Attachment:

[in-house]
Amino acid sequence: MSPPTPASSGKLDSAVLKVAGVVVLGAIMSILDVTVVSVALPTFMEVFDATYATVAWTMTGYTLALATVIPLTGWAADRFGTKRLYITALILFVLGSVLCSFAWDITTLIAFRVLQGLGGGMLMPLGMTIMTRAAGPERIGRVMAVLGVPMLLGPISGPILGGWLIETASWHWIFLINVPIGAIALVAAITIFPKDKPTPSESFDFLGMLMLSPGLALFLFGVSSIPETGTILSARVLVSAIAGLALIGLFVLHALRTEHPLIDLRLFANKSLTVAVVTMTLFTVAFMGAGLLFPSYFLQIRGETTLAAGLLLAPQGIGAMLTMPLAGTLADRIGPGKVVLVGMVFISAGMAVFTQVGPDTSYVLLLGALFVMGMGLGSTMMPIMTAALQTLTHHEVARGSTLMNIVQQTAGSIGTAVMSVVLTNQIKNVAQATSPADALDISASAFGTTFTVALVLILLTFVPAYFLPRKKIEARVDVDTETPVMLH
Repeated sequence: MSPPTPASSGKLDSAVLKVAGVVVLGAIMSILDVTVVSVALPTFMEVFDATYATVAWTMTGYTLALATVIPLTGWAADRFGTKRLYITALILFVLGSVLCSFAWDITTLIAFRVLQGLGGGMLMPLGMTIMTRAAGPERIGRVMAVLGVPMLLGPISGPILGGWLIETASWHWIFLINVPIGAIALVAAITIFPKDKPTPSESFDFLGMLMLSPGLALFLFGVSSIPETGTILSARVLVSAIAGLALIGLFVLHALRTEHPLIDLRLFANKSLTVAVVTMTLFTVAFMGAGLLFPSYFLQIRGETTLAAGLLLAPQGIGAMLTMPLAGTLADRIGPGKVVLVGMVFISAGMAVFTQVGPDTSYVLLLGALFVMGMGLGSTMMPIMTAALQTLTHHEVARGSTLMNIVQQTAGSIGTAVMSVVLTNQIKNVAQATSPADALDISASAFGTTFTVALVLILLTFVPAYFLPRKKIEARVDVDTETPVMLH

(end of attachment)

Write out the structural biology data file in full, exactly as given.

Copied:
[in-house]
Amino acid sequence: MSPPTPASSGKLDSAVLKVAGVVVLGAIMSILDVTVVSVALPTFMEVFDATYATVAWTMTGYTLALATVIPLTGWAADRFGTKRLYITALILFVLGSVLCSFAWDITTLIAFRVLQGLGGGMLMPLGMTIMTRAAGPERIGRVMAVLGVPMLLGPISGPILGGWLIETASWHWIFLINVPIGAIALVAAITIFPKDKPTPSESFDFLGMLMLSPGLALFLFGVSSIPETGTILSARVLVSAIAGLALIGLFVLHALRTEHPLIDLRLFANKSLTVAVVTMTLFTVAFMGAGLLFPSYFLQIRGETTLAAGLLLAPQGIGAMLTMPLAGTLADRIGPGKVVLVGMVFISAGMAVFTQVGPDTSYVLLLGALFVMGMGLGSTMMPIMTAALQTLTHHEVARGSTLMNIVQQTAGSIGTAVMSVVLTNQIKNVAQATSPADALDISASAFGTTFTVALVLILLTFVPAYFLPRKKIEARVDVDTETPVMLH
Repeated sequence: MSPPTPASSGKLDSAVLKVAGVVVLGAIMSILDVTVVSVALPTFMEVFDATYATVAWTMTGYTLALATVIPLTGWAADRFGTKRLYITALILFVLGSVLCSFAWDITTLIAFRVLQGLGGGMLMPLGMTIMTRAAGPERIGRVMAVLGVPMLLGPISGPILGGWLIETASWHWIFLINVPIGAIALVAAITIFPKDKPTPSESFDFLGMLMLSPGLALFLFGVSSIPETGTILSARVLVSAIAGLALIGLFVLHALRTEHPLIDLRLFANKSLTVAVVTMTLFTVAFMGAGLLFPSYFLQIRGETTLAAGLLLAPQGIGAMLTMPLAGTLADRIGPGKVVLVGMVFISAGMAVFTQVGPDTSYVLLLGALFVMGMGLGSTMMPIMTAALQTLTHHEVARGSTLMNIVQQTAGSIGTAVMSVVLTNQIKNVAQATSPADALDISASAFGTTFTVALVLILLTFVPAYFLPRKKIEARVDVDTETPVMLH